Scientists have clarified how an ion channel opens and closes in human cells. This channel, called a membrane protein, acts as a kind of gate to determine which ions are allowed to enter or leave the cell. Together with researchers from the Oregon Health & Science University and the University of Illinois, chemist and PhD student at Utrecht University Wout Oosterheert studied the molecular structure of the membrane protein, which may present a promising target for the development of medication. Their results were published last week in Nature.
Publication in Nature
Molecular architecture of entry gate for human cell visualized
The membrane protein that Oosterheert focused on is the P2X3 protein. This receptor is present throughout the human body, including nerve cells and cells in the cardiovascular and immune systems. It acts as a channel through the cell membrane, transporting ions such as sodium and calcium in and out of the cell. A ‘gate’ in the protein determines whether the particles can be allowed in or out of the cell.
Opening and closing
The study that Oosterheert participated in has now shown exactly how the gate is opened from the resting position as adenosine triphosphate (ATP) binds to the receptor. It furthermore showed how the gate closes again using a different mechanism. The researchers have also determined how some substances can stabilise the resting state of P2X3, preventing the channel from opening. These inhibitors, or ‘antagonists’, act as a lock on the channel.
In order to determine the structure of the receptor in various states - resting, open and closed - Oosterheert and his colleagues used X-ray crystallography. In this technique, crystals of the P2X3 protein are exposed to X-ray radiation, and the scientists can then examine the diffractionpatterns to view the structure of the crystal. “Studying membrane proteins like P2X3 is very difficult, because they are often unstable outside of their natural environment”, Oosterheert explains. “Plus, it wasn’t easy to isolate the protein in a specific state. So I developed a special method for purifying the P2X3 receptor, which made it possible to determine the molecular architecture in the resting state.” He conducted the research while he was working in the lab of Professor Eric Goaux at the Oregon Health & Science University in Portland for seven months.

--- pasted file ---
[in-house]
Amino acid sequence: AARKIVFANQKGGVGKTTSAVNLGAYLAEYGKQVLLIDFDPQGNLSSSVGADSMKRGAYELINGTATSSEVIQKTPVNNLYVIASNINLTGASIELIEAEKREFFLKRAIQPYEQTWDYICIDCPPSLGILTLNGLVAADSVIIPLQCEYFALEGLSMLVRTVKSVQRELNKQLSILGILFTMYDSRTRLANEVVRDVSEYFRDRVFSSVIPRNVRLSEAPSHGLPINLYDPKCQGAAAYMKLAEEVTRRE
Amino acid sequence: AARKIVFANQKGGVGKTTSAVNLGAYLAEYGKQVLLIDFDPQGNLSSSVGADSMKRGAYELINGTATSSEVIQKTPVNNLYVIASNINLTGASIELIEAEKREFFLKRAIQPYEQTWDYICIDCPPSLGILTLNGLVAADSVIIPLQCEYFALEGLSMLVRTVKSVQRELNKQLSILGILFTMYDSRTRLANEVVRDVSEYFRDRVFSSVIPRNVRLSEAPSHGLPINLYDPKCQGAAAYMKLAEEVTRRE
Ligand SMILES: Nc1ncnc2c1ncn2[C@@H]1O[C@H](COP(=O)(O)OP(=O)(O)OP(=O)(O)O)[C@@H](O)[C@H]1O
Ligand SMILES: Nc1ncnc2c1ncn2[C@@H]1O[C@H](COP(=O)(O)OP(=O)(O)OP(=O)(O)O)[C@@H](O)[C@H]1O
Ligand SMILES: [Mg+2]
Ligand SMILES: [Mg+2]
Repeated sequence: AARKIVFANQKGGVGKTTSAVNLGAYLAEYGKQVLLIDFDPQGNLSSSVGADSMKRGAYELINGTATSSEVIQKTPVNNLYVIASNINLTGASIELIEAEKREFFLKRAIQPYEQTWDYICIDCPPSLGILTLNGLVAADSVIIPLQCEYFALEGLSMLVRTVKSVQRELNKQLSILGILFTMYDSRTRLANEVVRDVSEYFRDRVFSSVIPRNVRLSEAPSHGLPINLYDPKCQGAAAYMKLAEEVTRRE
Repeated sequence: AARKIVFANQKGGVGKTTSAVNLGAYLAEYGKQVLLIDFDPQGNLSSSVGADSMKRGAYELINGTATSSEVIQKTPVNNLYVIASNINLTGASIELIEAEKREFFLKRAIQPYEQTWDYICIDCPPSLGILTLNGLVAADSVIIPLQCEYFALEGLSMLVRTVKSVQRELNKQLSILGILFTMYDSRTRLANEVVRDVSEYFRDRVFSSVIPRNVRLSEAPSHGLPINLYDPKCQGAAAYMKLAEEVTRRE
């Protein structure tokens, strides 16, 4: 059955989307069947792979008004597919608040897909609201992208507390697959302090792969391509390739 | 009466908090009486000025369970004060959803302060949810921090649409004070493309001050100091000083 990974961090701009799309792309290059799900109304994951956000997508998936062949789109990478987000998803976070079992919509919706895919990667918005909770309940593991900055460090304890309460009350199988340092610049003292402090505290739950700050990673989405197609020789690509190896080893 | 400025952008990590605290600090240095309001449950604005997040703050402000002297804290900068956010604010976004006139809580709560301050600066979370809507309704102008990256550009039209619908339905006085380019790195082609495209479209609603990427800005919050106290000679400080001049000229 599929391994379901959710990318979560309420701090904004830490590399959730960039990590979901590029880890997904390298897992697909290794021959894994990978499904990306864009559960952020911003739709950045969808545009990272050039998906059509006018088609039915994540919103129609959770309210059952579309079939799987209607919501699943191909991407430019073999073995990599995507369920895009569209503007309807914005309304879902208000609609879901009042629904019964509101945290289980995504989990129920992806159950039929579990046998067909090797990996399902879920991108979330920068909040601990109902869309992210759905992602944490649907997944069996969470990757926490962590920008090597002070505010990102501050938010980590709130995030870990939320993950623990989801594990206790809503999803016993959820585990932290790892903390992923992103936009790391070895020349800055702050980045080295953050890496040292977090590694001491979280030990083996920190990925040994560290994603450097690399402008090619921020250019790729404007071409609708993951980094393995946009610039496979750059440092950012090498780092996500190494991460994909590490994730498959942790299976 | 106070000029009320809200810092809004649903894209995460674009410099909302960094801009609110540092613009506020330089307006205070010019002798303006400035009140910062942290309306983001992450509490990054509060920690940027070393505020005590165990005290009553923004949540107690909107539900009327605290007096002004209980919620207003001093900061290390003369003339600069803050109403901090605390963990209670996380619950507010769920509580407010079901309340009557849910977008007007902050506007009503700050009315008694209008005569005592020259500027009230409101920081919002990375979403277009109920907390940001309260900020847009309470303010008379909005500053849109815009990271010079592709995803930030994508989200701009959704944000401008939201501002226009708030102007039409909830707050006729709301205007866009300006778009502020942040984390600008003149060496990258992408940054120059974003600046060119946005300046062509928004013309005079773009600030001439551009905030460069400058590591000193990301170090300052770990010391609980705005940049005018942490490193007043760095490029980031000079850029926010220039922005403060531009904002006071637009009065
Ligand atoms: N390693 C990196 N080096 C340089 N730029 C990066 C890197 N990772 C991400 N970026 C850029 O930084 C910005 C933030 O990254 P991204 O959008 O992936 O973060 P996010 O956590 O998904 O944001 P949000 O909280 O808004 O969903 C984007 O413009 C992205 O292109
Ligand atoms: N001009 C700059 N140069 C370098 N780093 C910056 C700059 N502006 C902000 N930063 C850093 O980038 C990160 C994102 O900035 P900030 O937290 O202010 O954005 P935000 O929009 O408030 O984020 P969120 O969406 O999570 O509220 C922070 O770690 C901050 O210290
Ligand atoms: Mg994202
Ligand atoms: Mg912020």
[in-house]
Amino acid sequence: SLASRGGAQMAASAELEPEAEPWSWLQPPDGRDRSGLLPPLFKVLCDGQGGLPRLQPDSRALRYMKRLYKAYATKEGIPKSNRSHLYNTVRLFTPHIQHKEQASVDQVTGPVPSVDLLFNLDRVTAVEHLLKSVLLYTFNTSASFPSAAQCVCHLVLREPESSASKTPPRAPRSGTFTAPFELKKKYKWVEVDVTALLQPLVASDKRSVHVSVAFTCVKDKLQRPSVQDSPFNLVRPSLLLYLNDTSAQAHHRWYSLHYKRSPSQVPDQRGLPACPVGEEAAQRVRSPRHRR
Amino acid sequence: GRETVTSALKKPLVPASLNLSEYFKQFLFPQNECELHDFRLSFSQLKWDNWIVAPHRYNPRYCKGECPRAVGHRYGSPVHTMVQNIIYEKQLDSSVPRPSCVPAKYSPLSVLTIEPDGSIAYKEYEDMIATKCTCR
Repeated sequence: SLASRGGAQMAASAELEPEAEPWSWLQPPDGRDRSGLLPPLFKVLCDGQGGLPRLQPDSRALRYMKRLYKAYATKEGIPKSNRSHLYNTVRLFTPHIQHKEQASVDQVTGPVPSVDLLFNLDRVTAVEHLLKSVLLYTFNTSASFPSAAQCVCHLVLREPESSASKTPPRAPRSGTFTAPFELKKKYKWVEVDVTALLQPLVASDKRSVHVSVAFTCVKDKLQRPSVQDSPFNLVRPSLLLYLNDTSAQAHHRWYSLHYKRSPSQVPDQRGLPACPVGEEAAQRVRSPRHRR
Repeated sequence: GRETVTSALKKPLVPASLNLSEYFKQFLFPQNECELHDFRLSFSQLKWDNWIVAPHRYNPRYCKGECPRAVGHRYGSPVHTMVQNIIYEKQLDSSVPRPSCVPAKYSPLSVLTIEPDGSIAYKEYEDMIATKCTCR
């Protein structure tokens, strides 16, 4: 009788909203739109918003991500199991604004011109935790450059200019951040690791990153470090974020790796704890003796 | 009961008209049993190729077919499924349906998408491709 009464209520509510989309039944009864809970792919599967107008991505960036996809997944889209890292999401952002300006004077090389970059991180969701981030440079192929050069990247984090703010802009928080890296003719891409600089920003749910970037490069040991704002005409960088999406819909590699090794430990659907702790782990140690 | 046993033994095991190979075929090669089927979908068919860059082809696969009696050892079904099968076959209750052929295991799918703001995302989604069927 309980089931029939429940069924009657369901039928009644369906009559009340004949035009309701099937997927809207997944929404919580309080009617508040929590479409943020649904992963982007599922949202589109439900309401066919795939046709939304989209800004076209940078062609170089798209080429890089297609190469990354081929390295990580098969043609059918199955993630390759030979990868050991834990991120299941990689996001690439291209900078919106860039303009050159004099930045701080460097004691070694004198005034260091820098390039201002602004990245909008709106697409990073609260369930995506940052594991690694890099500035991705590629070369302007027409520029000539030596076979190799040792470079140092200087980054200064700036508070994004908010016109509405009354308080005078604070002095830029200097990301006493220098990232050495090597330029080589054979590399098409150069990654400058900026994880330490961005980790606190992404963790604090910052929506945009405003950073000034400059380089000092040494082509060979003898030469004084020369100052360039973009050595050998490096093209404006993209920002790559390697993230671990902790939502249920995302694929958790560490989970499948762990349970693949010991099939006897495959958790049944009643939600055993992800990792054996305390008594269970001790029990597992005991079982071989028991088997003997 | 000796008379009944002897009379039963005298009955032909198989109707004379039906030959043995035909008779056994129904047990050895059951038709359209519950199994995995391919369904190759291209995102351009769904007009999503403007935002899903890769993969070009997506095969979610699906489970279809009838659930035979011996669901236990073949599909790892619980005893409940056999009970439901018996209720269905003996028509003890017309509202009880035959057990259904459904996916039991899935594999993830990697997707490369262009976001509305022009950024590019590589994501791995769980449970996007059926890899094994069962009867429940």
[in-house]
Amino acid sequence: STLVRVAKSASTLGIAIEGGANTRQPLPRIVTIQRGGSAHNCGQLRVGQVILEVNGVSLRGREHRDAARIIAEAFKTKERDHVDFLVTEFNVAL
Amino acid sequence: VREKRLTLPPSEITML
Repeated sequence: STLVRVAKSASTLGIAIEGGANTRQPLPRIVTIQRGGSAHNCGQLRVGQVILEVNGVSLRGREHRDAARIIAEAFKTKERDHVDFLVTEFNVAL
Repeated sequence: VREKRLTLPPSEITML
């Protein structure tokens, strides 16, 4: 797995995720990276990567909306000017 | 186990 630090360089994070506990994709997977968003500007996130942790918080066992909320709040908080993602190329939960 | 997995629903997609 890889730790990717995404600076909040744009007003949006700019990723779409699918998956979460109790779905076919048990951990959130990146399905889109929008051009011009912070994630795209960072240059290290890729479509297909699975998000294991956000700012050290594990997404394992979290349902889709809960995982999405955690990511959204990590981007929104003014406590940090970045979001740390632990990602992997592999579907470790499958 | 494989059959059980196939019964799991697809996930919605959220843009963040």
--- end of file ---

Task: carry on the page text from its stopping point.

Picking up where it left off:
Oosterheert expects that the results will be a stimulus for further pharmacological research. “We have now solved the gating cycle for this membrane protein. We know how the gate opens and closes again. This is vital for the fundamental understanding of these kinds of proteins.”
X-ray structures define human P2X3 receptor gating cycle and antagonist action.
Steven E. Mansoor,Wei Lü, Wout Oosterheert*,Mrinal Shekhar,Emad Tajkhorshid & Eric Gouaux
Nature (2016) doi:10.1038/nature19367
* affiliated with Utrecht University